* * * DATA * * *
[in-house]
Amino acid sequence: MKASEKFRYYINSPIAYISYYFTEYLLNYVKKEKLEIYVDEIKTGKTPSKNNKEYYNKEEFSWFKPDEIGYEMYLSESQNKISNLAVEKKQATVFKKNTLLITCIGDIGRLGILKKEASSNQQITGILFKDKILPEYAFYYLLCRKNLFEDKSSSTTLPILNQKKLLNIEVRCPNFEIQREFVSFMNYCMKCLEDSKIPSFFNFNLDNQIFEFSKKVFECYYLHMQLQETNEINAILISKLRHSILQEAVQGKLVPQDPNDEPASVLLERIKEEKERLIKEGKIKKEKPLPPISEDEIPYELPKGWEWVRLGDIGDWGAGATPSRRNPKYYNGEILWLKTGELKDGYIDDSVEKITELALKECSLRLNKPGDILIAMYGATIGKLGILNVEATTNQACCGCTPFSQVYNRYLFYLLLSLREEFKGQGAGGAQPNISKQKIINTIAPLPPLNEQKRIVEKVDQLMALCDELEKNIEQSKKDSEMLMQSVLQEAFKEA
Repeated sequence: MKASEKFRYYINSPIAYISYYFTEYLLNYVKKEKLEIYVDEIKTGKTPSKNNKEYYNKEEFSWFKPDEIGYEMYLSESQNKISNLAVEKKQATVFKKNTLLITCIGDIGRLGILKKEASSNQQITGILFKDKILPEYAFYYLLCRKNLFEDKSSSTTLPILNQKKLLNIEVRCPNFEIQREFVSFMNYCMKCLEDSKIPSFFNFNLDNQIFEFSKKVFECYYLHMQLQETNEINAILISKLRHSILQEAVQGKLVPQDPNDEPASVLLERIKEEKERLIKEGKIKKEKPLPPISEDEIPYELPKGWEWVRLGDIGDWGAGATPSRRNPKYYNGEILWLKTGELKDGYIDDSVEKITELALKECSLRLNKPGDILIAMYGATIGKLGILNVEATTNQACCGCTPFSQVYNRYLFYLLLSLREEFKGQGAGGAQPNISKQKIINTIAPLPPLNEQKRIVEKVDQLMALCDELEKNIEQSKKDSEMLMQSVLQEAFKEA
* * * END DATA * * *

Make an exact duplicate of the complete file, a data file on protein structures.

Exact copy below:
[in-house]
Amino acid sequence: MKASEKFRYYINSPIAYISYYFTEYLLNYVKKEKLEIYVDEIKTGKTPSKNNKEYYNKEEFSWFKPDEIGYEMYLSESQNKISNLAVEKKQATVFKKNTLLITCIGDIGRLGILKKEASSNQQITGILFKDKILPEYAFYYLLCRKNLFEDKSSSTTLPILNQKKLLNIEVRCPNFEIQREFVSFMNYCMKCLEDSKIPSFFNFNLDNQIFEFSKKVFECYYLHMQLQETNEINAILISKLRHSILQEAVQGKLVPQDPNDEPASVLLERIKEEKERLIKEGKIKKEKPLPPISEDEIPYELPKGWEWVRLGDIGDWGAGATPSRRNPKYYNGEILWLKTGELKDGYIDDSVEKITELALKECSLRLNKPGDILIAMYGATIGKLGILNVEATTNQACCGCTPFSQVYNRYLFYLLLSLREEFKGQGAGGAQPNISKQKIINTIAPLPPLNEQKRIVEKVDQLMALCDELEKNIEQSKKDSEMLMQSVLQEAFKEA
Repeated sequence: MKASEKFRYYINSPIAYISYYFTEYLLNYVKKEKLEIYVDEIKTGKTPSKNNKEYYNKEEFSWFKPDEIGYEMYLSESQNKISNLAVEKKQATVFKKNTLLITCIGDIGRLGILKKEASSNQQITGILFKDKILPEYAFYYLLCRKNLFEDKSSSTTLPILNQKKLLNIEVRCPNFEIQREFVSFMNYCMKCLEDSKIPSFFNFNLDNQIFEFSKKVFECYYLHMQLQETNEINAILISKLRHSILQEAVQGKLVPQDPNDEPASVLLERIKEEKERLIKEGKIKKEKPLPPISEDEIPYELPKGWEWVRLGDIGDWGAGATPSRRNPKYYNGEILWLKTGELKDGYIDDSVEKITELALKECSLRLNKPGDILIAMYGATIGKLGILNVEATTNQACCGCTPFSQVYNRYLFYLLLSLREEFKGQGAGGAQPNISKQKIINTIAPLPPLNEQKRIVEKVDQLMALCDELEKNIEQSKKDSEMLMQSVLQEAFKEA